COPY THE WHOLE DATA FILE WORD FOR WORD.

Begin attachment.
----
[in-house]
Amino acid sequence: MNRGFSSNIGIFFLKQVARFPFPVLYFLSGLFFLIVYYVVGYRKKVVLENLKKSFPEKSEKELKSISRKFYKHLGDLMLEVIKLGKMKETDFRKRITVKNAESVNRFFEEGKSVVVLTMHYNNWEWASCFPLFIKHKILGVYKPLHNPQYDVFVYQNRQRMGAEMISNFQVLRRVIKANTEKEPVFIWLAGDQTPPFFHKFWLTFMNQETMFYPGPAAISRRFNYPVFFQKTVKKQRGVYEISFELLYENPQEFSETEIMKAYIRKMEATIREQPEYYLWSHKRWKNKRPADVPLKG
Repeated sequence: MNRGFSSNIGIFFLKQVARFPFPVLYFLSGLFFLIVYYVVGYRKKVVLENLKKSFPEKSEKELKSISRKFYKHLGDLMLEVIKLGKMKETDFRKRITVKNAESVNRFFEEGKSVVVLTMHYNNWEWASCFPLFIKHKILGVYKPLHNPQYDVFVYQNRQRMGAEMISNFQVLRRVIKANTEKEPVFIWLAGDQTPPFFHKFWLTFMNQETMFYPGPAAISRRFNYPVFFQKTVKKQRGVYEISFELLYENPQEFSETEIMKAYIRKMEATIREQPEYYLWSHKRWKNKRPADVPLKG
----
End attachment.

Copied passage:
[in-house]
Amino acid sequence: MNRGFSSNIGIFFLKQVARFPFPVLYFLSGLFFLIVYYVVGYRKKVVLENLKKSFPEKSEKELKSISRKFYKHLGDLMLEVIKLGKMKETDFRKRITVKNAESVNRFFEEGKSVVVLTMHYNNWEWASCFPLFIKHKILGVYKPLHNPQYDVFVYQNRQRMGAEMISNFQVLRRVIKANTEKEPVFIWLAGDQTPPFFHKFWLTFMNQETMFYPGPAAISRRFNYPVFFQKTVKKQRGVYEISFELLYENPQEFSETEIMKAYIRKMEATIREQPEYYLWSHKRWKNKRPADVPLKG
Repeated sequence: MNRGFSSNIGIFFLKQVARFPFPVLYFLSGLFFLIVYYVVGYRKKVVLENLKKSFPEKSEKELKSISRKFYKHLGDLMLEVIKLGKMKETDFRKRITVKNAESVNRFFEEGKSVVVLTMHYNNWEWASCFPLFIKHKILGVYKPLHNPQYDVFVYQNRQRMGAEMISNFQVLRRVIKANTEKEPVFIWLAGDQTPPFFHKFWLTFMNQETMFYPGPAAISRRFNYPVFFQKTVKKQRGVYEISFELLYENPQEFSETEIMKAYIRKMEATIREQPEYYLWSHKRWKNKRPADVPLKG